Tire Business did not attend a tire maker's recent tire introduction for dealers and trade press journalists, but not for the reason you might think.
Oh, we were invited and told the company's PR representative we would send one of our veteran reporters. The rep had her listed as ``K. McCarron.''
But a week or so before the event took place the tire company discovered K. McCarron wasn't a man but a woman, Kathy McCarron.
And, we were told, no women were permitted to attend. Period.
Kathy heard the news from the PR person, who apologized all over the place but said the decision-a business decision, he called it-was made by somebody at the tire company.
The reasoning, he told me, is the company didn't want any ``distractions'' taking away from its meeting, which was to be held in Las Vegas. Imagine that: Vegas-the home of distractions.
If dealers brought their wives to a place like Las Vegas, he said, the wives presumably would want their husbands to skip the meeting and go sightseeing or gambling or whatever. And the company didn't want to take that chance, not even with the wives of the company's executives.
So therefore the rule: No women, even if that woman happened to be a professional reporter whose job it was to cover the meeting.
And, he stressed, this is not a ``women issue.''
I assume the company didn't invite anyone to the event from female-owned or -operated tire dealerships, either.
How a company operating in the 21st century, especially a company that sells its products through retailers-some of which are owned or co-owned by women-can choose to exclude women from a business event is beyond me.
And to un-invite someone who already had accepted an invitation and had her travel plans made is even more puzzling.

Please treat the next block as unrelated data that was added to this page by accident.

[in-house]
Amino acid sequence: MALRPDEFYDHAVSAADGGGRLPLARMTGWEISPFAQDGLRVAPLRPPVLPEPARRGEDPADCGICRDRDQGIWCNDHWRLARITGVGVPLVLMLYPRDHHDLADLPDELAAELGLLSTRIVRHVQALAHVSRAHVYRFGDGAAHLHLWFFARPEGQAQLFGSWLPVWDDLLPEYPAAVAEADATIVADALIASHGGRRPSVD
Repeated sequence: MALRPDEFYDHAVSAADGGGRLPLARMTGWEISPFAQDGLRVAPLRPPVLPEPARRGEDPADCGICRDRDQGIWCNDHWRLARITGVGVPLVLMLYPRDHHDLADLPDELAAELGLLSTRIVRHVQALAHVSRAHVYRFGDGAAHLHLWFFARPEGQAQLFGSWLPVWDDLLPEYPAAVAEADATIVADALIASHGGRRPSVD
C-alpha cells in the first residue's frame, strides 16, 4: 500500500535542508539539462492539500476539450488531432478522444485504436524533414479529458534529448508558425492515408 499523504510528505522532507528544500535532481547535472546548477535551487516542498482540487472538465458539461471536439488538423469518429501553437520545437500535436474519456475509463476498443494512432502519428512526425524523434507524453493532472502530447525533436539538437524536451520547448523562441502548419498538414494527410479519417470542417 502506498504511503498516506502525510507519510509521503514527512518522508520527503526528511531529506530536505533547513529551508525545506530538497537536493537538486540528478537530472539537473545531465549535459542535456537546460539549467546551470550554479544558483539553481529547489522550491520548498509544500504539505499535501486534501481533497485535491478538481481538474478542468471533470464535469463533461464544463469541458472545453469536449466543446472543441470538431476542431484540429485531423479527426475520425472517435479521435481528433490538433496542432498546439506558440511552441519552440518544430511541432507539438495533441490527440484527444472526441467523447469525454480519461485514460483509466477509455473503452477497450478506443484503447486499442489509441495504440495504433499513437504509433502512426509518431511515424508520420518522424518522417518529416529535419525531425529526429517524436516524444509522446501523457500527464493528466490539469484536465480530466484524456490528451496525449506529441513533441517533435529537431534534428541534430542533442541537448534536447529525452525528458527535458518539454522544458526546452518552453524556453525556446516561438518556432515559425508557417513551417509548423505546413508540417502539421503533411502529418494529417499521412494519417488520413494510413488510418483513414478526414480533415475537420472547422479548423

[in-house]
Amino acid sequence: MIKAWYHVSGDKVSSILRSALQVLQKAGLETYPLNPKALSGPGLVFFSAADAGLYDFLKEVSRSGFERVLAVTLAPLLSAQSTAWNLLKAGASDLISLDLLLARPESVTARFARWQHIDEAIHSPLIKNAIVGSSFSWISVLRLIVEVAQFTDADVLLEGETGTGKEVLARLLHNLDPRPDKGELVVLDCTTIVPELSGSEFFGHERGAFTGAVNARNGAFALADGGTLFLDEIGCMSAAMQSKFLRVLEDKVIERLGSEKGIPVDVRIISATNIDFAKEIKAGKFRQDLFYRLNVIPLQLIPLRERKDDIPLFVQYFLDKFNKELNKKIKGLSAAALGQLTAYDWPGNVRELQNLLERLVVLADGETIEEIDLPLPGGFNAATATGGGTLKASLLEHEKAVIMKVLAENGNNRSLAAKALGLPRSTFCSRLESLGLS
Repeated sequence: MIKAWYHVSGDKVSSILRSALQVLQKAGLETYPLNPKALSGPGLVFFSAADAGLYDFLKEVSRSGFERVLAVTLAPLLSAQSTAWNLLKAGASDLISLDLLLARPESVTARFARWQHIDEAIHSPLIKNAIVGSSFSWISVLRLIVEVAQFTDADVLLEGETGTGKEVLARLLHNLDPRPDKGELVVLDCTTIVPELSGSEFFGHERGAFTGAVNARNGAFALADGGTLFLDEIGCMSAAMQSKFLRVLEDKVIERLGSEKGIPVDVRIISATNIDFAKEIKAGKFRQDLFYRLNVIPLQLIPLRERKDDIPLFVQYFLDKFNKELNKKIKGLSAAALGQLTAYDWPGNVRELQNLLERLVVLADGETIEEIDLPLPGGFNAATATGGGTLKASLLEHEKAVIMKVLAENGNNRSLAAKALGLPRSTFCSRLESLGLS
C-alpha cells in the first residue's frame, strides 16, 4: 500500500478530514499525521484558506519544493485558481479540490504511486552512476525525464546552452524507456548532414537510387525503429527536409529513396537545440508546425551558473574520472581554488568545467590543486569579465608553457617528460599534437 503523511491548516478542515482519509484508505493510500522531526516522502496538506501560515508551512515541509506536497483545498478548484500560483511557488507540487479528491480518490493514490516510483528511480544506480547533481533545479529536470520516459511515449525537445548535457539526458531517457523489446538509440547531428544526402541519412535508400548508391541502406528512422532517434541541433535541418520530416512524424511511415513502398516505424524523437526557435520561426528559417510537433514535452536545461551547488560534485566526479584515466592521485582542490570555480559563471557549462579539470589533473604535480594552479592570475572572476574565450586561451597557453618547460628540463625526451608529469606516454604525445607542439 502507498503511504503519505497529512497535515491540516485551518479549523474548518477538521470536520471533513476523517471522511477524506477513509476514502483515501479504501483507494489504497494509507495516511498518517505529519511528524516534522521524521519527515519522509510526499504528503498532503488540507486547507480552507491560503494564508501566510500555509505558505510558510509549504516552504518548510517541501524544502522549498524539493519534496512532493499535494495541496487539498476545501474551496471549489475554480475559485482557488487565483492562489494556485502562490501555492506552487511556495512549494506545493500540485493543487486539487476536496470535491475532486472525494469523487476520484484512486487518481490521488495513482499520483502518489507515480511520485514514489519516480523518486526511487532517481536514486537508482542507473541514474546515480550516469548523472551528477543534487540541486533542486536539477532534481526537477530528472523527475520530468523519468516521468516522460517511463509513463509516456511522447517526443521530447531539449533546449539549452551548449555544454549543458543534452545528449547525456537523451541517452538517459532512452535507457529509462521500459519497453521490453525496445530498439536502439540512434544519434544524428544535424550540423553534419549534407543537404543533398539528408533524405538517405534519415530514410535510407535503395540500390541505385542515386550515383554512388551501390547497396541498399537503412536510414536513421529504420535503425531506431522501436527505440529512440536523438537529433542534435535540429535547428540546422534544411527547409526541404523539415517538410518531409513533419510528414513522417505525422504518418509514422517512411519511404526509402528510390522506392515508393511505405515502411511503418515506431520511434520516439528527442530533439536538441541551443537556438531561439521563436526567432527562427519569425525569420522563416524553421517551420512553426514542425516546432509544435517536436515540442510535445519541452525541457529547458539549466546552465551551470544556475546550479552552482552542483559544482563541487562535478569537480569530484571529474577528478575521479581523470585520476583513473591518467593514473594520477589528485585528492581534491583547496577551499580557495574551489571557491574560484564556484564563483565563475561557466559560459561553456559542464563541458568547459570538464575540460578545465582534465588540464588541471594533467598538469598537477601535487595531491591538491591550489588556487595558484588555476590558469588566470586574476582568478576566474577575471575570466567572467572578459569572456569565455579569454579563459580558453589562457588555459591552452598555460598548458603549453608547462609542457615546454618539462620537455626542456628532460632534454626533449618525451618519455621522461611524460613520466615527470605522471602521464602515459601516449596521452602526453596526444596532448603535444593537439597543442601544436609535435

Nor is this the first time this has happened.
Earlier this year, the same company invited Tire Business to another product launch in a remote part of the world. Again, the same PR rep strongly suggested this was a trip for males because the events planned and the harsh environment wouldn't suit women.
So the rep advised it would be better if we sent a male.
We did send a man, but not because of the rep's suggestion. Instead, we sent a male reporter because he was the only Tire Business staffer available.
(Ironically, we had sent a different woman reporter to the same part of the world on a tire introduction sponsored by another tire maker and she and other women on the trip were fine.)
That was the case for assigning Kathy to cover the recent dealer press event. She was the only reporter available.
I'm willing to give this company the benefit of the doubt that it just didn't think through these decisions very carefully. Sometimes things get in the way that can cloud judgment.
But I'm also willing to bet that this company wouldn't turn away any women customers wanting to buy its tires.
And there's the double standard.
If it's encouraged and perfectly acceptable for women to purchase a company's tires either as a tire dealer or customer at retail, then it should be OK for women to attend a meeting where these same tires are introduced and discussed. Period.
Mr. Zielasko is editor and VP/publisher of Tire Business.